* The first ''Film/MissionImpossible'' film: Despite the movie being the TropeNamer for MissionImpossibleCableDrop. which in turn would set the bar for the high concept scenes and stunts of the sequels, the first film *** Charles Xavier sometimes acts like a cocky, womanizing ditz (which is VERY different in tone from them. There's very little in terms of action scenes until the end - even the titular MissionImpossibleCableDrop scene is a sharp contrast compared to his ''much'' more tension than action or complex stunts. Ethan's character subdued and mature persona later on) and Magneto doesn't have that "larger than life" reputation and presentation hesitate to use a gun if he likes to (whereas in the other films give him. It's a much more quiet and psychological film whose tone does clash previous films, he sneers at firearms with its sequels, disdain).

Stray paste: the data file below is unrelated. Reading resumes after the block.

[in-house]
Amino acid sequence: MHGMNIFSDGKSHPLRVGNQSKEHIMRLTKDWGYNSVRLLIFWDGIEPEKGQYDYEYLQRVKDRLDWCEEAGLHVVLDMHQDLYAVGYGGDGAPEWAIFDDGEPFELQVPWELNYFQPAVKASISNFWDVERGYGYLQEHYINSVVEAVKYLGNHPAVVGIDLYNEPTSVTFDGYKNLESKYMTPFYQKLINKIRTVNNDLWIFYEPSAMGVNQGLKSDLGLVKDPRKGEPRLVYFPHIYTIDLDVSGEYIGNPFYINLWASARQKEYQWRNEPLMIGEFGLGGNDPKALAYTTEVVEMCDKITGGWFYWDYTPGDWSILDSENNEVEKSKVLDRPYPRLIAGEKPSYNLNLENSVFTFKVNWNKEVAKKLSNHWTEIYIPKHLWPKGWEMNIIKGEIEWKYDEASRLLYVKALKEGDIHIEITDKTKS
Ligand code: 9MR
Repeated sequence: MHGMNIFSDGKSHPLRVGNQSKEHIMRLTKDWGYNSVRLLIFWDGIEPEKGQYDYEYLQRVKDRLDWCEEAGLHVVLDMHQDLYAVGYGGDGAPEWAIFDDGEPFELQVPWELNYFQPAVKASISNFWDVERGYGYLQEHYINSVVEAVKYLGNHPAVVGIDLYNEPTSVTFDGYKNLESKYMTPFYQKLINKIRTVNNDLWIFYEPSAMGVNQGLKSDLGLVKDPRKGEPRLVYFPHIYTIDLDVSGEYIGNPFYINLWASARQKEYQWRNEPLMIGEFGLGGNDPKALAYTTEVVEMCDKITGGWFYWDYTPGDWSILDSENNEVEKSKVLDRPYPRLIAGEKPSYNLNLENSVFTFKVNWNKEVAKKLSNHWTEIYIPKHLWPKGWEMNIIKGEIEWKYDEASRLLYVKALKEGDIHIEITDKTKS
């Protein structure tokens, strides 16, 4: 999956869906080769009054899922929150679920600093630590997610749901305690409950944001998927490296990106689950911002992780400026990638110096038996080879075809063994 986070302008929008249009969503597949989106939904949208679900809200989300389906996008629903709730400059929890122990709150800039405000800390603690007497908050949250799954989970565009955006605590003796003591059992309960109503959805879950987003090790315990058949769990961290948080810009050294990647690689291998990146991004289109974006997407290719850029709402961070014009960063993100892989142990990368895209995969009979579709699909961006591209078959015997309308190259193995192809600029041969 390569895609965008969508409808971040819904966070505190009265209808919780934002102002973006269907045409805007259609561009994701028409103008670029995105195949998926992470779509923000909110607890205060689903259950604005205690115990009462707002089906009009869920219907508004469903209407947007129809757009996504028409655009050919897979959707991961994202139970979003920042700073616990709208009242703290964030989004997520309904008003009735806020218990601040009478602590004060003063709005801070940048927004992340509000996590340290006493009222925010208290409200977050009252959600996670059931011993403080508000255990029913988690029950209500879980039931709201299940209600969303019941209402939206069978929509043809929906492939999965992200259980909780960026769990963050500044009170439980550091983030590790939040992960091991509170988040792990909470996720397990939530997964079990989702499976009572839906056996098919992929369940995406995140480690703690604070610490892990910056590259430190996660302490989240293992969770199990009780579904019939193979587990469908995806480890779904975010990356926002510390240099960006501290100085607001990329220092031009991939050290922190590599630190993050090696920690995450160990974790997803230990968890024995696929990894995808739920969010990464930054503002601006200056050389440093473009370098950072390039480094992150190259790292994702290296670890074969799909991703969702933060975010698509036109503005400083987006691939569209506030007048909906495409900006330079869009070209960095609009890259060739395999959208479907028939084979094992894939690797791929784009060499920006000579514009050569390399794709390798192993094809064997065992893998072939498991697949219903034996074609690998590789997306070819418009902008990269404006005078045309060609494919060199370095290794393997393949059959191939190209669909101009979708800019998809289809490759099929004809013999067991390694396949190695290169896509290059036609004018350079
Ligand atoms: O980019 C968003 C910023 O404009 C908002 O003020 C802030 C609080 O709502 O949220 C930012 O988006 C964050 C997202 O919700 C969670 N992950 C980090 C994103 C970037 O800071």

** ''Film/XMenApocalypse'': This prequel seeks to evoke this for the adolescent X-Men. Jean Grey is scared of her powers and isn't in control of them yet, Cyclops is a bad boy and isn't leadership material, Nightcrawler is afraid of his own shadow, and Storm is a morally dubious thief
who would become more known for their action and stunts, when watching sides with the series back to back.BigBad.
3rd May '16 12:28:34 AM erforce
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* The first ''Franchise/{{Terminator}}'' film is really weird compared to the ones that follow. Chief amongst the differences is that it's a Horror-Action hybrid with much greater emphasis on the Horror. It also has a much lower budget than the rest of the films, making it look somewhat dated in special effects. And finally, the TimeTravel plot mechanic uses a very closed and fatalistic StableTimeLoop while the rest of the movies run amuck with the TimeyWimeyBall.